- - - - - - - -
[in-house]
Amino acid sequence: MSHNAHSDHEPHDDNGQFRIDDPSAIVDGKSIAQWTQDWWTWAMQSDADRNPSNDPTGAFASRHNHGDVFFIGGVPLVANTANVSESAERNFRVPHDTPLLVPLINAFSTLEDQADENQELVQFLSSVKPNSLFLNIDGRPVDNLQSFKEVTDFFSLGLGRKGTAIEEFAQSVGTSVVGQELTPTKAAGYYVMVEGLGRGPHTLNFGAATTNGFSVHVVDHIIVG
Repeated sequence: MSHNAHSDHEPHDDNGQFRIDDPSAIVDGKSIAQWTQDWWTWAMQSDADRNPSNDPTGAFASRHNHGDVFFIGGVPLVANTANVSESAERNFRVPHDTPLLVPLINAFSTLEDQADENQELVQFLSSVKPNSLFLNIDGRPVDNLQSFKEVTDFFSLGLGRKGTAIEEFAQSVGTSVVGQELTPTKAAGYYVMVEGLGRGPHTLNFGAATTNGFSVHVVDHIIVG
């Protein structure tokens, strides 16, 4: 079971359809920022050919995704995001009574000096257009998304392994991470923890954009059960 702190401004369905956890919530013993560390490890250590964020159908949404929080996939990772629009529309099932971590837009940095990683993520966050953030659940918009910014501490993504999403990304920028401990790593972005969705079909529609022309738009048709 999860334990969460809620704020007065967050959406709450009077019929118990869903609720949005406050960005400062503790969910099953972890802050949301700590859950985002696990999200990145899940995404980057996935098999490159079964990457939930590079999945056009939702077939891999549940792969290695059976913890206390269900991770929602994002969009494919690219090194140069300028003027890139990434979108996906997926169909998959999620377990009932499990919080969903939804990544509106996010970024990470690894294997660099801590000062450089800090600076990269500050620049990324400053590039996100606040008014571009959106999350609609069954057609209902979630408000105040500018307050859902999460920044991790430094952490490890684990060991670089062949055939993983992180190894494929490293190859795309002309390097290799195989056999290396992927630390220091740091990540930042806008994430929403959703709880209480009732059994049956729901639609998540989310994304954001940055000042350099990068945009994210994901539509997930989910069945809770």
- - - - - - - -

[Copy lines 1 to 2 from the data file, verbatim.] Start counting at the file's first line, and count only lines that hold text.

[in-house]
Amino acid sequence: MSHNAHSDHEPHDDNGQFRIDDPSAIVDGKSIAQWTQDWWTWAMQSDADRNPSNDPTGAFASRHNHGDVFFIGGVPLVANTANVSESAERNFRVPHDTPLLVPLINAFSTLEDQADENQELVQFLSSVKPNSLFLNIDGRPVDNLQSFKEVTDFFSLGLGRKGTAIEEFAQSVGTSVVGQELTPTKAAGYYVMVEGLGRGPHTLNFGAATTNGFSVHVVDHIIVG